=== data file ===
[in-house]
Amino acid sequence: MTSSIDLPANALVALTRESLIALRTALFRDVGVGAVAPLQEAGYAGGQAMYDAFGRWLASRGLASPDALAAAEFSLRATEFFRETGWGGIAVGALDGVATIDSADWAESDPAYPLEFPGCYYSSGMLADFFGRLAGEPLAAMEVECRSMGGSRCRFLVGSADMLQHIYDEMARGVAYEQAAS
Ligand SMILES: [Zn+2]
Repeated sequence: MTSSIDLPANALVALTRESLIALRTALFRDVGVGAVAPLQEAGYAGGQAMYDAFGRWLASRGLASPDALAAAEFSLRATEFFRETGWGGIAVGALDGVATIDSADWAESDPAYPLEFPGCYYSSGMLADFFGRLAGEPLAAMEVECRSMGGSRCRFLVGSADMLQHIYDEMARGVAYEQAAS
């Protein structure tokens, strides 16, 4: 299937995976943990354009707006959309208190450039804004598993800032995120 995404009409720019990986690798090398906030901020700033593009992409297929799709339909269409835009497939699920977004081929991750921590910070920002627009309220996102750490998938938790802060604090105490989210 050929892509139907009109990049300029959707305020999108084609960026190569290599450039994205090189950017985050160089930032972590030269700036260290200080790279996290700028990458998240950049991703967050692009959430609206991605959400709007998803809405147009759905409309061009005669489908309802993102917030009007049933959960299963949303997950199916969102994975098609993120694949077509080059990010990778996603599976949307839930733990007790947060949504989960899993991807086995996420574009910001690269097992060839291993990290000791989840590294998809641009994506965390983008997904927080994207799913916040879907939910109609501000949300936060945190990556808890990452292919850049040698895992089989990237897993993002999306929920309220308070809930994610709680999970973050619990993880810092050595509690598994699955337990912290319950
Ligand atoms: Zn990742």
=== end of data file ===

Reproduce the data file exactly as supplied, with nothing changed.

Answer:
[in-house]
Amino acid sequence: MTSSIDLPANALVALTRESLIALRTALFRDVGVGAVAPLQEAGYAGGQAMYDAFGRWLASRGLASPDALAAAEFSLRATEFFRETGWGGIAVGALDGVATIDSADWAESDPAYPLEFPGCYYSSGMLADFFGRLAGEPLAAMEVECRSMGGSRCRFLVGSADMLQHIYDEMARGVAYEQAAS
Ligand SMILES: [Zn+2]
Repeated sequence: MTSSIDLPANALVALTRESLIALRTALFRDVGVGAVAPLQEAGYAGGQAMYDAFGRWLASRGLASPDALAAAEFSLRATEFFRETGWGGIAVGALDGVATIDSADWAESDPAYPLEFPGCYYSSGMLADFFGRLAGEPLAAMEVECRSMGGSRCRFLVGSADMLQHIYDEMARGVAYEQAAS
């Protein structure tokens, strides 16, 4: 299937995976943990354009707006959309208190450039804004598993800032995120 995404009409720019990986690798090398906030901020700033593009992409297929799709339909269409835009497939699920977004081929991750921590910070920002627009309220996102750490998938938790802060604090105490989210 050929892509139907009109990049300029959707305020999108084609960026190569290599450039994205090189950017985050160089930032972590030269700036260290200080790279996290700028990458998240950049991703967050692009959430609206991605959400709007998803809405147009759905409309061009005669489908309802993102917030009007049933959960299963949303997950199916969102994975098609993120694949077509080059990010990778996603599976949307839930733990007790947060949504989960899993991807086995996420574009910001690269097992060839291993990290000791989840590294998809641009994506965390983008997904927080994207799913916040879907939910109609501000949300936060945190990556808890990452292919850049040698895992089989990237897993993002999306929920309220308070809930994610709680999970973050619990993880810092050595509690598994699955337990912290319950
Ligand atoms: Zn990742």